Getting the message - email marketing & the law
Lawyer Vaughan Jones from the Business Law team at Burnetts Solicitors explain the regulations around email marketing.
Email marketing is a heavily regulated area with regulatory legislation including the Data Protection Act 1998. This Act and in particular the first Data Protection principle, that personal information must be processed fairly, is highly relevant when considering email marketing.
The effect of this principle is that when collecting data for the purposes of email marketing, businesses must provide data subjects with:
• details of the identity of the legal person running the business, such as an individual sole trader or company;
• the purpose or purposes for which the data is to be processed; and
• any further information which is necessary to enable processing to be fair.
In addition, in order to ensure that processing is fair, the data subject must give their consent to the processing. Consent can be given by the data subject signifying their agreement to the businesses using their details for email marketing. Significantly a non-response or failure to respond does not equate to consent however if the data subject has failed to tick a box opting out of the email campaign then this may be enough to signify consent.
Data subjects have an absolute right to object to their data being used for marketing purposes. This can be expressed at any time and the business must then stop using individuals details for email marketing even if the data subject has previously consented to receiving marketing material. However this does not necessarily mean that the individuals details must be removed from the businesses database, indeed it may be advisable to simply “suppress” their details to ensure that emails are no longer sent to them but to retain their email addresses so that they can be cross checked against any new details acquired to ensure that the business does not subsequently recommence email marketing without the individuals consent.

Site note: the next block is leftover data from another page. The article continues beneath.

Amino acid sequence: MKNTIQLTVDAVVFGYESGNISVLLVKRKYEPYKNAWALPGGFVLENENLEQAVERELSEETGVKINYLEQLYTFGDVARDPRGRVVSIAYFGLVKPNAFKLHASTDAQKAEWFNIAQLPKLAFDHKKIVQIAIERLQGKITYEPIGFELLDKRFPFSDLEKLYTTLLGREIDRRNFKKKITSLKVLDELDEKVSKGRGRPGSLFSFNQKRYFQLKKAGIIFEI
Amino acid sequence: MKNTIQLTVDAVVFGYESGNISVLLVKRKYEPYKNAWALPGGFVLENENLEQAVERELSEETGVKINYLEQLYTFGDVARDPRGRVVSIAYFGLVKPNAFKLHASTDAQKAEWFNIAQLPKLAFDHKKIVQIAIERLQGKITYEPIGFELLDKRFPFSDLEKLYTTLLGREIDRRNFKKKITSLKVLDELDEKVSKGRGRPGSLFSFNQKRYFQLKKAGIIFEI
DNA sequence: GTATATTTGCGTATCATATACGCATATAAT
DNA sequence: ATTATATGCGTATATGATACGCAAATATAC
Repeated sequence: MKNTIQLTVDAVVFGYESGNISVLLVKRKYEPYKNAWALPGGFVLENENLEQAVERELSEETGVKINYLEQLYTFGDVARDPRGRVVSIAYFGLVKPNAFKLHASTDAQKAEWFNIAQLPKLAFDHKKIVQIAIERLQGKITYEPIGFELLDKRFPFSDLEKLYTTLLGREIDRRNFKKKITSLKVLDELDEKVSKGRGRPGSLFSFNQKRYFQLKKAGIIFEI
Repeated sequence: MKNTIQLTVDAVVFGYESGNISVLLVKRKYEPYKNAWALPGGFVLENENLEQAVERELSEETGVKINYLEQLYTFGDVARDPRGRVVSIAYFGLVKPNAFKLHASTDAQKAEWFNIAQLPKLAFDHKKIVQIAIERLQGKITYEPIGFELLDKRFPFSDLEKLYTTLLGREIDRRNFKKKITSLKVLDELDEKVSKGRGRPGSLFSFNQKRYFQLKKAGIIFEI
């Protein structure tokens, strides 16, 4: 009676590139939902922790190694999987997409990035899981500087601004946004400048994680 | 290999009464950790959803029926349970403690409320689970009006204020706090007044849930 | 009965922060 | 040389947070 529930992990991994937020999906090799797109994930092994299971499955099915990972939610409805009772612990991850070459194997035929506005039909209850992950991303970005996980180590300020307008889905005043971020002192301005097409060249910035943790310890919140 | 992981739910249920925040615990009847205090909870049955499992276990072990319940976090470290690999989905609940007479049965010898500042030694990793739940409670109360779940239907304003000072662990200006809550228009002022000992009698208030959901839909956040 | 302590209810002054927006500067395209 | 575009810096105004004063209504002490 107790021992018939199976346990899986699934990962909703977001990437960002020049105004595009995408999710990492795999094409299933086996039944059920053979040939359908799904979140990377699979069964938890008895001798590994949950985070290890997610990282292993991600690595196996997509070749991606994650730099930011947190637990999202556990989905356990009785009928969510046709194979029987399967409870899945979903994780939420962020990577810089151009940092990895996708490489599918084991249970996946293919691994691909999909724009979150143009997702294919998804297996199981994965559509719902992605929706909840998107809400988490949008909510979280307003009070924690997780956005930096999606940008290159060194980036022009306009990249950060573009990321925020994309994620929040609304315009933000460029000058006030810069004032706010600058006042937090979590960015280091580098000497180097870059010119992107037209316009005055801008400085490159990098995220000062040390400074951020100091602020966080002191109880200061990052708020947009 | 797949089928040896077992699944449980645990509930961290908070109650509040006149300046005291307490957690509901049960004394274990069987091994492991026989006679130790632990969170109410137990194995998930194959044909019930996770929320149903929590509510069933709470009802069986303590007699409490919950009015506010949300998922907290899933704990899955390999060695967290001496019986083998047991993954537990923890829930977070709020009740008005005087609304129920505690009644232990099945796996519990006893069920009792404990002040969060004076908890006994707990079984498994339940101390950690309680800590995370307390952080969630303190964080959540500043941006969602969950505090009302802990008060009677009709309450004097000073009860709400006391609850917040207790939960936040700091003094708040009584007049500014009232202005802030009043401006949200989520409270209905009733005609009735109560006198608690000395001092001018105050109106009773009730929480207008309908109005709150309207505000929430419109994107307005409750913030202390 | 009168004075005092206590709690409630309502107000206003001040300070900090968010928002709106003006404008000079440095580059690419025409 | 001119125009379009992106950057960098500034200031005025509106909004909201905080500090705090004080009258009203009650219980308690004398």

Another relevant piece of legislation is the Privacy & Electronic Communications Regulations 2003, which operates on an opt-in basis, i.e. an individual must specifically agree to receive marketing via email.
Opt-ins create an extremely high barrier for email marketing and so the Regulations contain an exception known as the “soft opt-in”. This states that a business may send marketing material via email to people whose contact details have been obtained by the business in the course of sale or negotiations for a sale of a product or service to that person. In such cases, the business may send details of similar products to the individual concerned.
Where a soft opt-in is used, individuals need to be given a simple, free way of refusing marketing contact when they provide their email details, such as opt-out tick-box on order forms or websites. In addition on every email sent for marketing purposes, businesses should provide a method of opting out of further emails. It is good practice to have a “click through” opt-out opportunity which is normally a link at the bottom of the email which enables the recipient to unsubscribe easily.
When considering marketing via email it is therefore essential to ensure that you are open and frank about the use of personal data as it is being collected, ensure that you have consent to use an individual’s data and always give individuals an opportunity to opt-out or unsubscribe.
5 Top Tips
• Tell customers who you are and that you will, unless they opt-out, use their details for marketing purposes on order forms, requests for quotes or online stores
• Always provide an opt-out tick box when collecting data
• Always provide an “unsubscribe” option at the bottom of marketing emails
• Look out for requests from data subjects to stop processing data, or unsubscribe notifications and action them quickly
• Don’t try and manage email marketing through Hotmail or Outlook. Use purpose-built email marketing software, much of which is free to use, (e.g. mailchimp) to ensure you can properly manage unsubscribes
About the author
Vaughan Jones is Partnership Chair and a specialist in Corporate Law.
Published: Thursday 31st October 2013
Categorised: Corporate Law